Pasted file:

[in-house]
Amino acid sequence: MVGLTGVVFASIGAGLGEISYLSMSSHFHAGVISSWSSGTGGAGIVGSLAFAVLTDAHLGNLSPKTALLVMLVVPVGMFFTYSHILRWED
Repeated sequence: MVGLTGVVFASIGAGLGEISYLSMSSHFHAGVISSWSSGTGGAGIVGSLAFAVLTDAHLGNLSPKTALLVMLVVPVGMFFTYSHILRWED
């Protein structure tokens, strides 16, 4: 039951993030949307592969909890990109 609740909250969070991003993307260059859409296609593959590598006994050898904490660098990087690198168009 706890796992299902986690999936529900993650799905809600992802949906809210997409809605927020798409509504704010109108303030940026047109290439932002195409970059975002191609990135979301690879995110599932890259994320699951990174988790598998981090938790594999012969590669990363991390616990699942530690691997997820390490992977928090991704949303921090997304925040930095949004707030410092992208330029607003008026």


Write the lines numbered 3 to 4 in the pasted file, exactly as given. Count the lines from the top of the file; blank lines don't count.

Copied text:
Repeated sequence: MVGLTGVVFASIGAGLGEISYLSMSSHFHAGVISSWSSGTGGAGIVGSLAFAVLTDAHLGNLSPKTALLVMLVVPVGMFFTYSHILRWED
């Protein structure tokens, strides 16, 4: 039951993030949307592969909890990109 609740909250969070991003993307260059859409296609593959590598006994050898904490660098990087690198168009 706890796992299902986690999936529900993650799905809600992802949906809210997409809605927020798409509504704010109108303030940026047109290439932002195409970059975002191609990135979301690879995110599932890259994320699951990174988790598998981090938790594999012969590669990363991390616990699942530690691997997820390490992977928090991704949303921090997304925040930095949004707030410092992208330029607003008026």